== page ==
So, yeah, it’s just constant push-and-pull, isn’t it? This emotional rollercoaster! But you’ve just got to try it. Make wonky music, make wonky stuff.

Don’t make it perfect, make it now.

How can creatives take inspiration from around them and use this to inform and develop their work?

Gavin: My inspirations kind of come from everywhere, and I really want to be a cheerleader for creativity and people in general. There are so many different people who do so many different roles. You know, I love film directors like Spike Jonze and Edgar Wright, but I love visual 3D artists like Ash Thorp; I love this artist called KAWS who makes beautiful, big, amazing sculptures and paintings and graffiti; mainly because they all do lots of different things, and I guess, again, they have a distinctive voice. They might all do things differently visually, but they still have a strong authenticity to their art.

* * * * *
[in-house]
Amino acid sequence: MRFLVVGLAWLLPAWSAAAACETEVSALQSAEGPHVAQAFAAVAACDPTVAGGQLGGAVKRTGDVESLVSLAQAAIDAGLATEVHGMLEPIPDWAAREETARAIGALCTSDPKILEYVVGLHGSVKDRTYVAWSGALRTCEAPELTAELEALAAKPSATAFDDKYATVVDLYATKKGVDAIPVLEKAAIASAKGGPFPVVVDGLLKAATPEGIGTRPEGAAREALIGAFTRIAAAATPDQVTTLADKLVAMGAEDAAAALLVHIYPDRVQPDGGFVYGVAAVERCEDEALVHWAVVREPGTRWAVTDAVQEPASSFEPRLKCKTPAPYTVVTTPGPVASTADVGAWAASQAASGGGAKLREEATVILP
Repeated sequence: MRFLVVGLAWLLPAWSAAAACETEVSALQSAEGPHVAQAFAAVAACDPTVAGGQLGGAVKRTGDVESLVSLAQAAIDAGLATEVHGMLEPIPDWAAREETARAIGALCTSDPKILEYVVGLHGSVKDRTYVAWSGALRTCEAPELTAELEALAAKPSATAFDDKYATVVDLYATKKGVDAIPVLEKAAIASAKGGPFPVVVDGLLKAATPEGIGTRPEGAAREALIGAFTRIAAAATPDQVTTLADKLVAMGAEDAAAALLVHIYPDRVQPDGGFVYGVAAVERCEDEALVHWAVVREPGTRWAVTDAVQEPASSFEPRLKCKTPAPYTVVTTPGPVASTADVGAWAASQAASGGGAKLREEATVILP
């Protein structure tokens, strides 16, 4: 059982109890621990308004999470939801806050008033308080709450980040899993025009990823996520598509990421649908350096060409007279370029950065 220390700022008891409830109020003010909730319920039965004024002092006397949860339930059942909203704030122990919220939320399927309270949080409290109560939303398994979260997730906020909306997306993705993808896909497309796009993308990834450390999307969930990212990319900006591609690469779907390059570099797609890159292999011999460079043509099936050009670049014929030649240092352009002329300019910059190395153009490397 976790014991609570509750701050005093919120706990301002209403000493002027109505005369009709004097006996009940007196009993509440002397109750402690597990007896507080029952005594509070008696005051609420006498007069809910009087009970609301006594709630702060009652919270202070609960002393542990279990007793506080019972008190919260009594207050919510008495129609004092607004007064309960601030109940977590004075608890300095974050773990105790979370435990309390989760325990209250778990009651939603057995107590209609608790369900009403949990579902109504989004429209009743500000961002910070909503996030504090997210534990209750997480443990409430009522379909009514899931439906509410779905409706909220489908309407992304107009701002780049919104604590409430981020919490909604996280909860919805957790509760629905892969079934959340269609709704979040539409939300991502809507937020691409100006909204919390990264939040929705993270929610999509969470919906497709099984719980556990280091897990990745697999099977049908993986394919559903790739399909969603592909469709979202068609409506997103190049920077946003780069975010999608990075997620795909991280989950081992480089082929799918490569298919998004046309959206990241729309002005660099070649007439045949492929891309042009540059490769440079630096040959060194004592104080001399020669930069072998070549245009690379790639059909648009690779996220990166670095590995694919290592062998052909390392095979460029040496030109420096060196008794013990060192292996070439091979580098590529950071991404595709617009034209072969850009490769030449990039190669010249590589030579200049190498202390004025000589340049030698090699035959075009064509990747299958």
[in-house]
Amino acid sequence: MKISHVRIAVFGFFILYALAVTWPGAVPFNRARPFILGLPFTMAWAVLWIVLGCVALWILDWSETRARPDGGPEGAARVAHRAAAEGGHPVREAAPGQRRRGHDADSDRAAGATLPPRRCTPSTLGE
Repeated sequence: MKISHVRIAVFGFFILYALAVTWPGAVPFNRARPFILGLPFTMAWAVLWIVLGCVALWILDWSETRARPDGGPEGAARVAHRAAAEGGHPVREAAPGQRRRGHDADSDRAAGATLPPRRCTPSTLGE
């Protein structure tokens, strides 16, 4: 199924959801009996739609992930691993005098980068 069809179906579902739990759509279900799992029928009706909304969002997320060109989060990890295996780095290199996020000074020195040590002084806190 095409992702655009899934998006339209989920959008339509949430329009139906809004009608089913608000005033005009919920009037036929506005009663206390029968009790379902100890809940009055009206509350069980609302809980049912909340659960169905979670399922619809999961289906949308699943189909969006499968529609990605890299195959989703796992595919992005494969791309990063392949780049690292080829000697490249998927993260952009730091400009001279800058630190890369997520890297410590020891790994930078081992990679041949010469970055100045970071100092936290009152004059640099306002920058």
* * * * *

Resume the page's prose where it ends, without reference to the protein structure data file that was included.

I’m always reaching out to different people. I’ve done it since I was younger and I still continue to do so. When I first joined Aardman, I seeked out Nick Park because I’m a huge fan – now I’m very proud to say that we’re mates – because he was so kind and welcoming to me when I first joined the company thirteen years ago. It really showed me that you can take that risk and reach to the people who really inspire you, because generally, A, it’s flattering to hear from someone who likes what you do (that’s always a wonderful thing to be told!), but also, creatively, it’s really nice to talk about that stuff, so you might as well take the punt.